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Published April 21, 2021
The University of Wyoming’s Native American and Indigenous Studies (NAIS) spring graduation ceremony has been canceled, while the Native American Summer Institute (NASI) will be offered virtually to high school students.
Both events have been changed for the safety of all families and students involved.
Plans are to recognize Native graduates for their achievements and excellence throughout the academic year, including giving each student gifts from NAIS and UW’s Native American Education, Research and Cultural Center (NAERCC). Blankets are from the Native-owned company Eighth Generation.
“While this saddens everyone involved in the program and the NAERCC, the program has deemed the threat to the Wind River Reservation elders and culture bearers -- who often play a central role in graduation -- too great to justify holding graduation on campus,” says Caskey Russell, NAIS director. “The pandemic has hit our Native communities hard. The mortality rate among Native Americans is much higher than any other group in America. It is not inconceivable that holding the NAIS graduation this year could potentially spread COVID-19.”
For more information, email Russell at email@example.com.
This summer’s Native high school institute is June 7-11. NASI, a summer pre-college program, is designed to familiarize Native American high school students from the Wind River Indian Reservation and surrounding communities to the UW campus and to the town of Laramie. NASI also collaborates with other teams to host an advanced health track for college students, specifically from Central Wyoming College. The advanced health track will have a more hands-on experience on the Wind River Indian Reservation this summer.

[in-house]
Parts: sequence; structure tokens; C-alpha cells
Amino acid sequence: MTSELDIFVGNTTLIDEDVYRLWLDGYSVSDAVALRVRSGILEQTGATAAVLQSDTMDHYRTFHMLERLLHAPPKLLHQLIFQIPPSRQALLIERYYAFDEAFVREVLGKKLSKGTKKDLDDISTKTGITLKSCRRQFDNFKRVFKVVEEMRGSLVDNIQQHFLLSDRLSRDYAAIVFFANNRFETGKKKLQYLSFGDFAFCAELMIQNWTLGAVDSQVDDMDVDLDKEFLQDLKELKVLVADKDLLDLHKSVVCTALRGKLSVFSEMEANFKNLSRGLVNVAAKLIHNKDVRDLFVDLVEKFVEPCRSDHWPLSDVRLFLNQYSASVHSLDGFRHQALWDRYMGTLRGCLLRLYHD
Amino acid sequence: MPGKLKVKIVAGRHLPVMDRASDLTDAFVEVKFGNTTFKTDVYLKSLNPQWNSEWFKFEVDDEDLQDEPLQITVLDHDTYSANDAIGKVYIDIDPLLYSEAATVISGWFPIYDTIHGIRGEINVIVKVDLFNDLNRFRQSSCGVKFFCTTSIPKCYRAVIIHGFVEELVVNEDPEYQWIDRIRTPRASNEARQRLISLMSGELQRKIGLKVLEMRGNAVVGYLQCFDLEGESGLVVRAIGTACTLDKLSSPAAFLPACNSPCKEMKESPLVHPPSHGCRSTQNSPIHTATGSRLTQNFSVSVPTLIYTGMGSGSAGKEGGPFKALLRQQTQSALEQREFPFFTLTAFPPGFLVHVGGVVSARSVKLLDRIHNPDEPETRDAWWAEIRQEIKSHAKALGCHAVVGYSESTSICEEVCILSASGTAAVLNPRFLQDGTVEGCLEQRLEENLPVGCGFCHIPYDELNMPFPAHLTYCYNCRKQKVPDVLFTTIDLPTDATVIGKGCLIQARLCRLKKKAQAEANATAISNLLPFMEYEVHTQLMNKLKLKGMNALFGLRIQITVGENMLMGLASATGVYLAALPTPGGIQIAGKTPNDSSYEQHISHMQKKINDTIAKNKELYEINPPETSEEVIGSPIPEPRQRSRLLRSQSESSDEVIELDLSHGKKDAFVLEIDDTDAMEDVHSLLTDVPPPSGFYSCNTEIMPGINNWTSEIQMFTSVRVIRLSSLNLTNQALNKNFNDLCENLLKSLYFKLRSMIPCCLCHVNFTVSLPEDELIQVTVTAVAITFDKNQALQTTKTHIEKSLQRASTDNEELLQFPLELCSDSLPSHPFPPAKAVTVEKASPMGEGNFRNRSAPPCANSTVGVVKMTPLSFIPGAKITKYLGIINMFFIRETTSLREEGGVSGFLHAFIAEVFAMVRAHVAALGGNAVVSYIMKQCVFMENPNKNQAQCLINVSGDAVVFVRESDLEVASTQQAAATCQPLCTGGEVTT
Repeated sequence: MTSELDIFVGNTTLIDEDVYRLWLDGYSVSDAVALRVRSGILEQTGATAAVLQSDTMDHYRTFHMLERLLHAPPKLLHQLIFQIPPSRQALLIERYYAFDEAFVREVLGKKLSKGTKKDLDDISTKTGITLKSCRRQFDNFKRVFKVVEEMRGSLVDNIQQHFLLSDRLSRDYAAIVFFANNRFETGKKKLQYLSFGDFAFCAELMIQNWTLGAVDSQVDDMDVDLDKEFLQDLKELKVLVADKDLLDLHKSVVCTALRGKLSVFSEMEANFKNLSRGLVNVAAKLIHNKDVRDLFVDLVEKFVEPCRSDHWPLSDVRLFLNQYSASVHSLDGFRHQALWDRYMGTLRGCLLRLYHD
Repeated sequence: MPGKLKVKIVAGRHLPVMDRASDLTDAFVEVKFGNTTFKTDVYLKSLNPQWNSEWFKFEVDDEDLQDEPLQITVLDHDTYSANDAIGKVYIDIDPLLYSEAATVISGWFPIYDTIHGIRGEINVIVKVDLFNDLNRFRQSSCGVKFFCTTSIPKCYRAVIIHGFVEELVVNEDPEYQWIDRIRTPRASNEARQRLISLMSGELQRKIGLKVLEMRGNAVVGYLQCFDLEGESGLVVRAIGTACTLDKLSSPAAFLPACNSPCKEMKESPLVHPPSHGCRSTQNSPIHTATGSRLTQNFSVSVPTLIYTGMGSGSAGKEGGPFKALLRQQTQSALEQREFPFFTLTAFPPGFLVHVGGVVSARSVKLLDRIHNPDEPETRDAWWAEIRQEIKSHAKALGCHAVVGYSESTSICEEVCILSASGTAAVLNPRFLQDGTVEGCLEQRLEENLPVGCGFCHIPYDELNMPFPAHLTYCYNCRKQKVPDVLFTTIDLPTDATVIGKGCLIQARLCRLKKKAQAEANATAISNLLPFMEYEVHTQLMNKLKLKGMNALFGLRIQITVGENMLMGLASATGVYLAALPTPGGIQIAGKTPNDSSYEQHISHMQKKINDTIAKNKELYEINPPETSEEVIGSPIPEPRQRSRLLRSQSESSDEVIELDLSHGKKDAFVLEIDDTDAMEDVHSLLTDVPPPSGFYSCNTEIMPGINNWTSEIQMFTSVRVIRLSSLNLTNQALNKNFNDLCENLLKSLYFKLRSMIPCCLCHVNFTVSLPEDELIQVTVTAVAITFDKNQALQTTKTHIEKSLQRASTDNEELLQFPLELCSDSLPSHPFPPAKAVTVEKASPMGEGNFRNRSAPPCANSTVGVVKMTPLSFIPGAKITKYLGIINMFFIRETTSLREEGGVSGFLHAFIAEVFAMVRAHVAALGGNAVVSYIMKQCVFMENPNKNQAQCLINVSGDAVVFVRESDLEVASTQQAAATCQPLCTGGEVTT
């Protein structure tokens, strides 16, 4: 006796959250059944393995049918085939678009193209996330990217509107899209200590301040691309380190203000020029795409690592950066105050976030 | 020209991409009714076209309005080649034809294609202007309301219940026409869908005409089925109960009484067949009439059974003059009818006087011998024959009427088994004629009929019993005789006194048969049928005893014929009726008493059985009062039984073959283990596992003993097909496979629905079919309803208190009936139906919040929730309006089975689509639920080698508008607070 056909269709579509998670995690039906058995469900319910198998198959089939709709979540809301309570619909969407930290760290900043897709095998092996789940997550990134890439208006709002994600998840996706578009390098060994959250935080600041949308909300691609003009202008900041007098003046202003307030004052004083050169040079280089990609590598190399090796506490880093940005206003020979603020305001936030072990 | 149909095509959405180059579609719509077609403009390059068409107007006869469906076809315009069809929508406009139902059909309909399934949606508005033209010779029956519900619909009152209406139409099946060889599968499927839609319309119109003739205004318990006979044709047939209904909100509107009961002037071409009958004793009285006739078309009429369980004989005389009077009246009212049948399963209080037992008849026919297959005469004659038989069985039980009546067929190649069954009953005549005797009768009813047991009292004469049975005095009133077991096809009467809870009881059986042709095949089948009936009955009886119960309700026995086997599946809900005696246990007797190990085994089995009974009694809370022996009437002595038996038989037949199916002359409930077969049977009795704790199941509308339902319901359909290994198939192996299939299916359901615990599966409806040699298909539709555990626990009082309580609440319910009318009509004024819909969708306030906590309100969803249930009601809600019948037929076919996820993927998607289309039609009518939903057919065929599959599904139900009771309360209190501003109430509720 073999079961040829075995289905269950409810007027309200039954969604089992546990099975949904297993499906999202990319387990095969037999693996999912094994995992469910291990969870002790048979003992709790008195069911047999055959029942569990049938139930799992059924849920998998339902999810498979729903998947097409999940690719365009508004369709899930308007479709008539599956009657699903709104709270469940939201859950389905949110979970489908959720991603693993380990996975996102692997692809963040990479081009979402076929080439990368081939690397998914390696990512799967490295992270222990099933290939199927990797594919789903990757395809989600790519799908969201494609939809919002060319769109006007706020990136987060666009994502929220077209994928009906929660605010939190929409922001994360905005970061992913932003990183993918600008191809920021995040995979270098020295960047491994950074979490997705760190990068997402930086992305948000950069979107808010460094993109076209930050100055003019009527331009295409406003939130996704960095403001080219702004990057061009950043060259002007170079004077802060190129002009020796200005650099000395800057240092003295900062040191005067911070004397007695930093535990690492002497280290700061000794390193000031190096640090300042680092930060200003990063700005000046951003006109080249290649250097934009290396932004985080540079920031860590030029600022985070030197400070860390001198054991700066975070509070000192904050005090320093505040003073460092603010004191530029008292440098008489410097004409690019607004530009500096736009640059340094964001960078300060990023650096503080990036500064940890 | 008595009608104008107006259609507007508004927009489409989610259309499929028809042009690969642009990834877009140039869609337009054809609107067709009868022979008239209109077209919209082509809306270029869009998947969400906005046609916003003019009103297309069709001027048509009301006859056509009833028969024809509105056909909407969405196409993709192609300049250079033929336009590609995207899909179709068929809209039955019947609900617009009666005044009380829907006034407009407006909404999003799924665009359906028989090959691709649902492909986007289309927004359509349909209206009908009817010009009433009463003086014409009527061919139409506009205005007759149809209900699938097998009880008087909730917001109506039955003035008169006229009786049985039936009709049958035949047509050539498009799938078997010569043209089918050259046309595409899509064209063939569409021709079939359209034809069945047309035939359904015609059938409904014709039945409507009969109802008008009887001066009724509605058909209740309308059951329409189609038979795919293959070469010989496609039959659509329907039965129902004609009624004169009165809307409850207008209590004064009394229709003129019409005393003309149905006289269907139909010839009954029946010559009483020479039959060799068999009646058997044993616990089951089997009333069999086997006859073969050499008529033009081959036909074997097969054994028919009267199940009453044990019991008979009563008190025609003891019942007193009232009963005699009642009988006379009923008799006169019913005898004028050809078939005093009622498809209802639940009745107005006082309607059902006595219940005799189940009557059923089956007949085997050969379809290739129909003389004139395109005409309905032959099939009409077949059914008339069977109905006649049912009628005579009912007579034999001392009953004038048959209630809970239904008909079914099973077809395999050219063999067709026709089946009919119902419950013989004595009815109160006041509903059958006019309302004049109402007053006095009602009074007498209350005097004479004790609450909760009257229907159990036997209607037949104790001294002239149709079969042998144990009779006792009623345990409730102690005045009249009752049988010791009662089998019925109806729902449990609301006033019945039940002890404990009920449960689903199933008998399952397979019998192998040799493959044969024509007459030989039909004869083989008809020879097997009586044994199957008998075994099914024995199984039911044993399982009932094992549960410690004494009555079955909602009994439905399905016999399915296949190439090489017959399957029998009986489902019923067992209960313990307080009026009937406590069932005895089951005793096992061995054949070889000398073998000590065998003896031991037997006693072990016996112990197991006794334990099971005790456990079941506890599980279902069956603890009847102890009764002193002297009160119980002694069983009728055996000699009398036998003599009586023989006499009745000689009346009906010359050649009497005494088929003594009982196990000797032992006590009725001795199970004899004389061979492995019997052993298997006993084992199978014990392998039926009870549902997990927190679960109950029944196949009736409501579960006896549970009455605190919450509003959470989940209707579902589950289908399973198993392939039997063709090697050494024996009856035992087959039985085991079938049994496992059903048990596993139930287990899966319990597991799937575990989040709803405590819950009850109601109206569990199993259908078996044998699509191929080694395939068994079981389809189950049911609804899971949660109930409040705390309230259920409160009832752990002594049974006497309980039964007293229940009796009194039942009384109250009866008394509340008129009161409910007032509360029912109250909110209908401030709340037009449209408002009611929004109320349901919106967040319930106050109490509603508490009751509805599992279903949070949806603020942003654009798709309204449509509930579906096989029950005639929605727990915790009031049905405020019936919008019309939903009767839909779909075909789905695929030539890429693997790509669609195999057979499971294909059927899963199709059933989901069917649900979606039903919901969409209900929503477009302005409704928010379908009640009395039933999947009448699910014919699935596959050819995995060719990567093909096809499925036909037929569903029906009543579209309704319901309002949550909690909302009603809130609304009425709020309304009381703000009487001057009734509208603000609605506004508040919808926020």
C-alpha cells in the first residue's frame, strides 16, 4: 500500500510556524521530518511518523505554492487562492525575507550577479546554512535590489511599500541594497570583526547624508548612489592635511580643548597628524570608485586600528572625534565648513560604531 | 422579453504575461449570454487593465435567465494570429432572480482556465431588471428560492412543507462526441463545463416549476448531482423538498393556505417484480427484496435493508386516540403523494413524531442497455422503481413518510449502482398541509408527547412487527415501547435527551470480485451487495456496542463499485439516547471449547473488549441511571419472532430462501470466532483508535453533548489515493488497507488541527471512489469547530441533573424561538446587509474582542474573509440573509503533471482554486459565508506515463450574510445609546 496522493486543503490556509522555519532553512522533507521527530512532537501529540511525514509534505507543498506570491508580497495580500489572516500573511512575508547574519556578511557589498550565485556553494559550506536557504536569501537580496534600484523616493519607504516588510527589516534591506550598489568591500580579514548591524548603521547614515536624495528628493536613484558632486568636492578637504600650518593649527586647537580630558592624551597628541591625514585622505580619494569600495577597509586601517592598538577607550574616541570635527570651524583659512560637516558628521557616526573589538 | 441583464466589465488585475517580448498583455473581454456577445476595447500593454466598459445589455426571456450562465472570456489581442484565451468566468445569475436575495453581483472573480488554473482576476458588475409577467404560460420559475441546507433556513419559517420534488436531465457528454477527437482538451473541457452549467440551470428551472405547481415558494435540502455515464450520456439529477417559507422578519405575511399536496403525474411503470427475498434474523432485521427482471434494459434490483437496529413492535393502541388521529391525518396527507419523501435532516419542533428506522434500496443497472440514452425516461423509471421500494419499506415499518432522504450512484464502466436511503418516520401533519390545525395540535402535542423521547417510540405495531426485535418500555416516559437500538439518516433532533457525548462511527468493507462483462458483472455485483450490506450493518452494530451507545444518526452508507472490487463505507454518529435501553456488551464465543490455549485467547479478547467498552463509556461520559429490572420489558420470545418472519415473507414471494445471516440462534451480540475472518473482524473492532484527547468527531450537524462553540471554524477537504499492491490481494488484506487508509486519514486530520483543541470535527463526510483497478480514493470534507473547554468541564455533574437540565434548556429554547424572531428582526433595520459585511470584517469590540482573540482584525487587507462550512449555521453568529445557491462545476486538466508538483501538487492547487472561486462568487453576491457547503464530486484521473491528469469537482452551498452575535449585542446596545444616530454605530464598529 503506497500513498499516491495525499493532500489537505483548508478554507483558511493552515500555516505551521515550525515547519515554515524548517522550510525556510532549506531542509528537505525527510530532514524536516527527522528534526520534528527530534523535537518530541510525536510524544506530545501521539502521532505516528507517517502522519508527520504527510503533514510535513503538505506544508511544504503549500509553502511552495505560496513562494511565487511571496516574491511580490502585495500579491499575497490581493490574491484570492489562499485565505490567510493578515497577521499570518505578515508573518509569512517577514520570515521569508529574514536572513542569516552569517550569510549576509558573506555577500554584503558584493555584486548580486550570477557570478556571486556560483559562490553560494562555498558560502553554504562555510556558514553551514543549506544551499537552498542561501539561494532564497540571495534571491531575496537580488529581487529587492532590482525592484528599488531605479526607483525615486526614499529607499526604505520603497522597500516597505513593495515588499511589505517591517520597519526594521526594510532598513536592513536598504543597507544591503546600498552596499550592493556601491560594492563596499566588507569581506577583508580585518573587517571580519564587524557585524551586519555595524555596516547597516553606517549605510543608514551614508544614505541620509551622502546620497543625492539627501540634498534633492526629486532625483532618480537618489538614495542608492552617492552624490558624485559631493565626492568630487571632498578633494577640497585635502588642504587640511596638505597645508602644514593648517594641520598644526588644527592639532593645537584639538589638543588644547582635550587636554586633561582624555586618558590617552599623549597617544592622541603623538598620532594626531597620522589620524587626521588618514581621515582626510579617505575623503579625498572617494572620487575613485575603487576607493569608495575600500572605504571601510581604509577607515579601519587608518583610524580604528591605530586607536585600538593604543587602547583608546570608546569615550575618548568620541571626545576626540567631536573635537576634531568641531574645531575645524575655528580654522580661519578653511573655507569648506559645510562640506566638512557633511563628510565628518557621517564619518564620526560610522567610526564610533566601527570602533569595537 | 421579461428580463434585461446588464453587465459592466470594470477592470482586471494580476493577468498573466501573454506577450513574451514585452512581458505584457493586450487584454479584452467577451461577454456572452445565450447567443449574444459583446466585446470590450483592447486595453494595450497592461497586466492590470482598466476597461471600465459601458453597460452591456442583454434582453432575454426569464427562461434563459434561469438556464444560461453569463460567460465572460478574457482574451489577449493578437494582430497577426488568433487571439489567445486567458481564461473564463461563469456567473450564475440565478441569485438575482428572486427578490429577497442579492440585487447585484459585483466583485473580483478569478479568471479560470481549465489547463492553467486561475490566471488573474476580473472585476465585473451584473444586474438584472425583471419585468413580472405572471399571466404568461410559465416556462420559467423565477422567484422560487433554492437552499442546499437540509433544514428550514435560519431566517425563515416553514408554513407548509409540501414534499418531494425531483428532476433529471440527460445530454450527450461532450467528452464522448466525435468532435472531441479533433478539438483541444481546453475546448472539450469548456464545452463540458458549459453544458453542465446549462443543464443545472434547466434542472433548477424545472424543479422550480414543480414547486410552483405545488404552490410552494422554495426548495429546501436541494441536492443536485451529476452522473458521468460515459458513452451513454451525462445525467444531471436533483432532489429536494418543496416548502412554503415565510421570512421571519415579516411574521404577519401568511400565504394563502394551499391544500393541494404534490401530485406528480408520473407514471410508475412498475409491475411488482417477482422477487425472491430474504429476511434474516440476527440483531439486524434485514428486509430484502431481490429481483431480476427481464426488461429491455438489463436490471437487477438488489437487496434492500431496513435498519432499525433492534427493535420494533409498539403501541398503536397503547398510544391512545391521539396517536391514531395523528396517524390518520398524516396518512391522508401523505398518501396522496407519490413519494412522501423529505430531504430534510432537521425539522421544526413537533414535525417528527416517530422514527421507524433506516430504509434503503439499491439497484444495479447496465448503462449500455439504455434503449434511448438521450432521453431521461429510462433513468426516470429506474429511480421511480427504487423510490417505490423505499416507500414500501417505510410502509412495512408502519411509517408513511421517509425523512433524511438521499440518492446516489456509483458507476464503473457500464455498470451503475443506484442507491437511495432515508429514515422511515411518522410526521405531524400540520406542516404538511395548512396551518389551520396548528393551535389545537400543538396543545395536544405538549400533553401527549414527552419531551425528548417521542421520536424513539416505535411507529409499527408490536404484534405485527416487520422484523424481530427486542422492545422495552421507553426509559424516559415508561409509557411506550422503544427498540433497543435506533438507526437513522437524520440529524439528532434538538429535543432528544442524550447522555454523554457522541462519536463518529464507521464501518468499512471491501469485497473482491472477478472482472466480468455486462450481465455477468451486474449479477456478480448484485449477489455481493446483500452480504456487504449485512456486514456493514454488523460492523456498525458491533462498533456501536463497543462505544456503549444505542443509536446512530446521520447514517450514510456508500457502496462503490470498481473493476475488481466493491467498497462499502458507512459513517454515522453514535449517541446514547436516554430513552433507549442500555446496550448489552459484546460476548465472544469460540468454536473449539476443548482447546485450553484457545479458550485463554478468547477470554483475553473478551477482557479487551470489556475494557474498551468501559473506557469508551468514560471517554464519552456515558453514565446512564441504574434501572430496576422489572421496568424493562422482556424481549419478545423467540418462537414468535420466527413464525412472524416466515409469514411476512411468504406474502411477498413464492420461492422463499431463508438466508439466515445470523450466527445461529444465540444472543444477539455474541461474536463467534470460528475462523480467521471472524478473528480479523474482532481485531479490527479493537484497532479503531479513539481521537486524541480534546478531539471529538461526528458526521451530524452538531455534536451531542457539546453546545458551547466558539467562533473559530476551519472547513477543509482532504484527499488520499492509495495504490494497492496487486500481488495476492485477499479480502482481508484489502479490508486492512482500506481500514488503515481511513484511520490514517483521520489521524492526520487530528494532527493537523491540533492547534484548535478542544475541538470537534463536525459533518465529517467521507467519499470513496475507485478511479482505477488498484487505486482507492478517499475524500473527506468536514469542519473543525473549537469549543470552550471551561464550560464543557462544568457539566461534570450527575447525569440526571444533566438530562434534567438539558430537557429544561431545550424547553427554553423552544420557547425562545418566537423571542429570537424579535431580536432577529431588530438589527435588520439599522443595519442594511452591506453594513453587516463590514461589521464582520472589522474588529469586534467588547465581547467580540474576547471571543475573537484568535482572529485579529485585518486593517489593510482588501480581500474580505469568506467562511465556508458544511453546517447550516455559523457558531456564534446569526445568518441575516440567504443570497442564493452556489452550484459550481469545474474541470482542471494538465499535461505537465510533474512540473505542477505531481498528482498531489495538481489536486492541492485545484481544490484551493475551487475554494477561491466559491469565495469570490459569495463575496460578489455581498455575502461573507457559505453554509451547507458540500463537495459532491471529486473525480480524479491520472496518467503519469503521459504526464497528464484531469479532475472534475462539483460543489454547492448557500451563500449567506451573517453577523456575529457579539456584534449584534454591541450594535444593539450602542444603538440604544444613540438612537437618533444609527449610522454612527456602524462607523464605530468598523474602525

“NASI is going virtual for the first time in five years, but we are excited to provide a virtual NASI pre-college experience for our Native American high school participants and teams,” says Reinette Tendore, director of the NAERCC and Native American Program adviser. “By going virtual, it now allows us the opportunity to reach more Native American high school students from other Native communities in our region -- that is what I am most excited about.”
The virtual program is new for her team this summer, Tendore adds, but the team is looking forward to a new experience as well.
“It also allows for the advanced health track to do more of the sessions on the reservation and reach more of our Native students as well,” Tendore says.
Each day of the summer institute -- for up to three hours -- activities for all students will be offered, including workshop sessions, team-building activities and engagement, virtual learning skills and cultural activities. A special evening with a cultural guest speaker will be open to NASI participants and their families.
Current Native American high school students can apply for NASI at www.uwyo.edu/naercc/nasi. For the NASI advanced health track registration for college students, email Jill Fabricius Keith at firstname.lastname@example.org or Tarissa Spoonhunter at email@example.com.